For Design

For Design

A recent article entitled “Against Design” (Nordwall and Widing 2024), republished here from this year’s Solmukohta book Liminal Encounters (Kangas, Arjoranta, and Kevätkoski eds. 2024), was the inspiration and provocation for this article, and whilst naturally I thank its authors for their frank and lively debate, I have to resoundingly disagree with just about everything said in it.

Naturally, I would encourage you, my dear reader, to give it a read here, and then perhaps come back to read the thoughts of one who proudly claims the mantle of “designer”.

Firstly, my most important point: designers are not the enemies of artists. In fact, I would go a step further, and say that there is no real line between designers and artists, which is one of the things I most profoundly dislike about the article. No person, filled with the spirit of the muses, is sitting in a pine forest somewhere, hewing larps from great pieces of monolithic marble. Every person who writes, weaves, conspires, or conceives of larps is doing so considering their audience, to the materials, the spaces, the minds, and to the resources they have available to them. Whether it be decisions about communicating the message of a larp, the ways it is expected to be run, or even (and hopefully so) the ways to keep their participants safe and happy.

We create larps for human beings, real people who dwell on this earth with fears, and delights, and backstories, and jobs, and houses, and a preciously limited time to share with us. So the thought that “design”, spat out as a dirty word, as the antithesis of art, as the enemy of the artist, is in any way a bad thing, quite frankly baffles me. It would baffle me in just about any medium, be it painting, or cinema, or music, but most profoundly does it baffle me in larp.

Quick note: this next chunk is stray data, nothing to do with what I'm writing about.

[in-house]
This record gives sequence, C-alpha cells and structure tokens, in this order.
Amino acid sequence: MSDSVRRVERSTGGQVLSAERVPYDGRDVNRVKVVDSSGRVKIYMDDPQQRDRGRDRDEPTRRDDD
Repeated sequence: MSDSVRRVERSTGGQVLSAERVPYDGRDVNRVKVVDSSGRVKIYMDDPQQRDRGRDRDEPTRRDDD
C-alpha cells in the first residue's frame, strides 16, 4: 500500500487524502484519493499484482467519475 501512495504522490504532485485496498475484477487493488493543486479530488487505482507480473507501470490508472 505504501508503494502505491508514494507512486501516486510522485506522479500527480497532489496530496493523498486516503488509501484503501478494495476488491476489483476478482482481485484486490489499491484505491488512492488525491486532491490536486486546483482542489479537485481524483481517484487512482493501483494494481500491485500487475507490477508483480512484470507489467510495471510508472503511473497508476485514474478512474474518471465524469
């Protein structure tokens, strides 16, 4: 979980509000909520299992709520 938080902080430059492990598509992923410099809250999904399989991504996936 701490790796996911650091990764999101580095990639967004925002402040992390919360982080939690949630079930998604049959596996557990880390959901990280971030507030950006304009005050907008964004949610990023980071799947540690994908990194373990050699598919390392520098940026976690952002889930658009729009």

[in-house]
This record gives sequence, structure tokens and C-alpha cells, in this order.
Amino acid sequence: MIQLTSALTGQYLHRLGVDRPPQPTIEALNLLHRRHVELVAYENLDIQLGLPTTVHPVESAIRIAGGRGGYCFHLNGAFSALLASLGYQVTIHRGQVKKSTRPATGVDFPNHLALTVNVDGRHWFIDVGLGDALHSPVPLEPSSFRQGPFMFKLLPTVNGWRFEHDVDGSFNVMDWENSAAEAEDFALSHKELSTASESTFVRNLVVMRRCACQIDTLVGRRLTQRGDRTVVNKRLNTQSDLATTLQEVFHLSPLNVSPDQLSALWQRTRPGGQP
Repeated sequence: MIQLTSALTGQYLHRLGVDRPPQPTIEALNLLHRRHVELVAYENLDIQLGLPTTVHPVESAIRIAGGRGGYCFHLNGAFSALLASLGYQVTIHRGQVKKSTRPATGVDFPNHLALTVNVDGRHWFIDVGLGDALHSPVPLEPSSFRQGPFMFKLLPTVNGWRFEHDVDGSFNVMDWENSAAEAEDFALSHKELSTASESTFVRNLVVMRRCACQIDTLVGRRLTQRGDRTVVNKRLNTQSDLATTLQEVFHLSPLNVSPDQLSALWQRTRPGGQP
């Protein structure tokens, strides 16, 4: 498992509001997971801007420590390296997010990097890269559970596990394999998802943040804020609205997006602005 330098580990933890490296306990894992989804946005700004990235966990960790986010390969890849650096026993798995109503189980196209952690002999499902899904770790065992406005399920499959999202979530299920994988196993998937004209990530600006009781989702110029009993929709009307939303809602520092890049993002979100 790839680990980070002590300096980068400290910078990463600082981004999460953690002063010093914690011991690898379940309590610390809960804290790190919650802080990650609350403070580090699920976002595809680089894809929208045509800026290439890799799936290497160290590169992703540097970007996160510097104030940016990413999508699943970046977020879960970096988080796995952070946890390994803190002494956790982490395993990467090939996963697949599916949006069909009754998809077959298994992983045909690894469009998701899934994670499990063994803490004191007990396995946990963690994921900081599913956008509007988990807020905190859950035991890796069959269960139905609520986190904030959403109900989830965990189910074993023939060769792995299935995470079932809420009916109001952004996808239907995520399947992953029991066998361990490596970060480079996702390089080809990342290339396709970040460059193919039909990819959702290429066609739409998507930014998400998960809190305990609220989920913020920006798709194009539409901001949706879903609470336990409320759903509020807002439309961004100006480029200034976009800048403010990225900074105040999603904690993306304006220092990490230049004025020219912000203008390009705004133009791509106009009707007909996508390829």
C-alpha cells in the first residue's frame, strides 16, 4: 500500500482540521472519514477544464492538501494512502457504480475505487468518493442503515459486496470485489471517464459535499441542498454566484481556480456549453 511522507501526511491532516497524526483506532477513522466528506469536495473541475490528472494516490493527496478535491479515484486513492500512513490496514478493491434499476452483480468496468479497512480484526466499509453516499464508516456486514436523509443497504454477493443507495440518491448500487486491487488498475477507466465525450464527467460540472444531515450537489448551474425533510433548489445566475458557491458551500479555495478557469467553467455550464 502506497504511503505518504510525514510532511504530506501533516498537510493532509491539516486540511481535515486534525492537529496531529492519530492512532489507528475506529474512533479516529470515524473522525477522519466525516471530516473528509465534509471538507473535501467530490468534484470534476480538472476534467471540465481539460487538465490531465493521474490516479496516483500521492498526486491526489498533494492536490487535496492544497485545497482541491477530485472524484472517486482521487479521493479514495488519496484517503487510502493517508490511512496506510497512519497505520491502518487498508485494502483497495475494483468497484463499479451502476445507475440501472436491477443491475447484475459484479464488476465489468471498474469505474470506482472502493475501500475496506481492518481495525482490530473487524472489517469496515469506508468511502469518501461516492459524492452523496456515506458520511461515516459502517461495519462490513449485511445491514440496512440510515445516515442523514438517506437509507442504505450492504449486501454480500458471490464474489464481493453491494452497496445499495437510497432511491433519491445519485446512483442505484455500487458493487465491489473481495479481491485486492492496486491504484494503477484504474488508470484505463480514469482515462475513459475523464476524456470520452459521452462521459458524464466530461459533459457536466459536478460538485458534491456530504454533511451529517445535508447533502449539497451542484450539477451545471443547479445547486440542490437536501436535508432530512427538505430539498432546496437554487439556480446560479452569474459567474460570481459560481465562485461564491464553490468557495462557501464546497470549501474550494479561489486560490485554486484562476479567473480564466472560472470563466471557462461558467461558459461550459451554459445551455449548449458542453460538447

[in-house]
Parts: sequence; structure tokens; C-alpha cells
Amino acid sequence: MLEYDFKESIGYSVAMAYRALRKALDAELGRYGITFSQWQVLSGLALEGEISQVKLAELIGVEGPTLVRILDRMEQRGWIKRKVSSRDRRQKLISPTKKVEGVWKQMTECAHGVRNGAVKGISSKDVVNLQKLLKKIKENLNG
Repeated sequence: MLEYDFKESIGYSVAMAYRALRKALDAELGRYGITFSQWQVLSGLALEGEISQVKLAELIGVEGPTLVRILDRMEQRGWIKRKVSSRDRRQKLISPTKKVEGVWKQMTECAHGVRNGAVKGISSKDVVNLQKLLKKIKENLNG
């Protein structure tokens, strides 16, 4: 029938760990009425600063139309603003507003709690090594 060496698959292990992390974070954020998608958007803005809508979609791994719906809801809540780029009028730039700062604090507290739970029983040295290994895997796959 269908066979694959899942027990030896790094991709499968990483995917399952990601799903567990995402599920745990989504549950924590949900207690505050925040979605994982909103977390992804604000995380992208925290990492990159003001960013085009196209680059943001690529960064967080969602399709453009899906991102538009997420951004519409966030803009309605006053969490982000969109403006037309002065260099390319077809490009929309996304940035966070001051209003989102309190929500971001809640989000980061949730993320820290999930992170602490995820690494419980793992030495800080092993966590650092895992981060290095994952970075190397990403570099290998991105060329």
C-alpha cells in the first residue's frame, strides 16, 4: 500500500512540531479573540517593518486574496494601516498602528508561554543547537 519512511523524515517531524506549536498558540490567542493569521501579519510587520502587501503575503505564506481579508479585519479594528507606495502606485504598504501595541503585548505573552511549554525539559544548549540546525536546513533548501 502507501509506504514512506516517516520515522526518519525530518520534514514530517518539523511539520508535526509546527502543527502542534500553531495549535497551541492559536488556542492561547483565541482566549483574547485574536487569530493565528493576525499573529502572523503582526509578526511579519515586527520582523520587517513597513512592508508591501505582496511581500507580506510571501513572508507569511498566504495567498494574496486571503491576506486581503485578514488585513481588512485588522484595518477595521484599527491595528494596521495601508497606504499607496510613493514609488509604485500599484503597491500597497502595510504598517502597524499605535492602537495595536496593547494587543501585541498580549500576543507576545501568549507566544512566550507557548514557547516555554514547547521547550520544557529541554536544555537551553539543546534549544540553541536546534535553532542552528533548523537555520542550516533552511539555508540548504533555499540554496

Because unlike all those other mediums, larp is entirely unique. I might ask the philosophers to leave the room for a moment while I say this: a sculpture remains sculpted even when no one is looking at it, paintings do not cease to be when the gallery closes for the night, the cellulose in a film doesn’t melt if it hasn’t been watched in a decade, and the air still bends to the plucking of a violin even if that air should touch no person’s ears.

But a larp? A larp as a medium, as an artform, only exists, and can only exist, in the fleeting moments amongst a group of people, playing it, living it, creating it, in real-time, and only for as long as those people are there and building that story together. You can write the most fantastically beautiful, upliftingly soul-wrenching larp that has ever been conceived, but unlike a painting that may well be considered complete at the final stroke of the artist’s brush, a larp is not complete until the last word passes a player’s lips, until the last breath of someone, inhabiting the life of another, is taken.

I’m sure some may argue over whether trees falling in the forest make a sound, (and perhaps by some assessments as a mere “designer” I could be seen as unfit to have those discussions). But regardless, for now I believe it can stand without question that a larp is nothing without its players, and that we have in this medium of ours possibly the most collaborative, the most actively participatory medium that has ever been devised.

And I’d reckon that the authors of the article would agree with me, at least in broad principle, and they seem immensely passionate about protecting what they see as this special and unique medium. They might wish to hide it away, shelter it from the corrupting influences of capitalism, of commercialisation, keep it sacred, tucked away in the hills, whispered of only from the lips of ordained monks raised from birth to know the meaning of “true larp”.